Personal Branding 101: 4 Tips for Marketers

Personal Branding 101: 4 Tips for Marketers

By Christina M. Nguyen

One of the bigger ironies of life is that the people who preach something often don’t follow their own advice. Marketers for example, can spend years building and carefully managing a brand – making sure the messaging is just right, developing and distributing the content that fits the audience expectation, and putting out ads that reflect the social conscience of the organization. Yet, when it comes to their own personal branding, they will often ignore it, thinking they can simply showcase their quality work and get hired for the next role.

Like a business, it’s no secret that the brand you project matters. Whether it’s your expertise and competencies, the mood you bring, what you stand for, or what you believe in – all of that plays a role in your “selling your brand” to a potential employer. Here are four tips to get started on developing your personal brand: 

  1. Focus on a niche.

Do you have any common themes in your work? For example, have you often worked with tech agencies, fashion brands, or restaurants? If there are recurring industries in your history, state that you specialize in them, if you’re interested in continuing down the same path. After all, the experience of marketing for a software development firm can be very different from that of a luxury fashion brand. Such industry-specific knowledge can be huge in terms of the way a hiring organization can perceive you. Brands often prefer to work with marketers with experiences in similar industries since you’ll hit the ground running with a better understanding of the target audience.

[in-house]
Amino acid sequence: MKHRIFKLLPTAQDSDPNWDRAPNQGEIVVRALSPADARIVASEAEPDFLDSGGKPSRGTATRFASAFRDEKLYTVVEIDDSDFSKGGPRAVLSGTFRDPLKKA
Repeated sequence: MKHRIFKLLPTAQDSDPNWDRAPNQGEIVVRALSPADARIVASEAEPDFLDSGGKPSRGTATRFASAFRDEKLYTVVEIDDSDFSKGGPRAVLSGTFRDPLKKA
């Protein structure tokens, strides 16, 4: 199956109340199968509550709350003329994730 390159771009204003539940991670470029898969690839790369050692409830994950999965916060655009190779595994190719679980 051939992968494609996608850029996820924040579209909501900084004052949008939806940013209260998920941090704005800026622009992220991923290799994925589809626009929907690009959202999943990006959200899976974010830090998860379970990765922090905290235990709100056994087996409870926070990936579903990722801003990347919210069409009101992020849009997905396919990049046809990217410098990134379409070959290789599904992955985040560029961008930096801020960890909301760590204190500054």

1. Highlight your best skills.

If you specialize in any part of marketing, make it crystal clear! That’s particularly important if the role is focused in a particular area. If you’re more of a marketing generalist, that’s ok too. Many management roles require a broad knowledge of many different areas. Whatever the case, your expertise should be projected in a way that best reflect what you can bring to the table.   

  1. Showcase your unique perspective.

Many marketers don’t give much thought about their approach to their craft. If you have a background in psychology, perhaps you approach marketing from a psychological perspective, using scientific findings to power your decisions. If you use data constantly to help inform your decisions, why not say it and demonstrate it? How do you look at solving problems? Can you be a thought leader? What area can you be a thought leader in? If your experience has given you a ton of insights in marketing mobile and web apps, label this as an area of expertise on your bio. One tip: Think about building your own website, where you can showcase a lot of this unique perspective. These days, it’s pretty easy and inexpensive and you don’t have to be a technical guru to learn build a website by yourself. It’s also a great experience developing your own content, distributing it on, say, a LinkedIn, and seeing what resonates.  

  1. Show some personality.

You’re not just a marketer, you’re a human being. Showing your everyday personality in your portfolio can make you look more enjoyable to work with compared to others with the same skills. If you want to, feel free to write about your hobbies in your portfolio’s bio. Your love of mountain climbing may or may not be directly relevant to your marketing work, but it does two things: First, it gives you a unique and different perspective that you can apply creatively, which never hurts. Second, it sets you apart as an individual and at least can give your coworkers something to talk to you about at lunch. 

 If you’re inward and shy, that’s OK too. Make sure to reflect yourself authentically but also positively. Remember, people generally want to work with others who have a positive outlook and have energy toward something. So even if you’re passionate about reading, show some energy around that.


For more on this topic, we recommend following people like author William Arruda on LinkedIn, who provides tips and other best practices for developing your personal brand.


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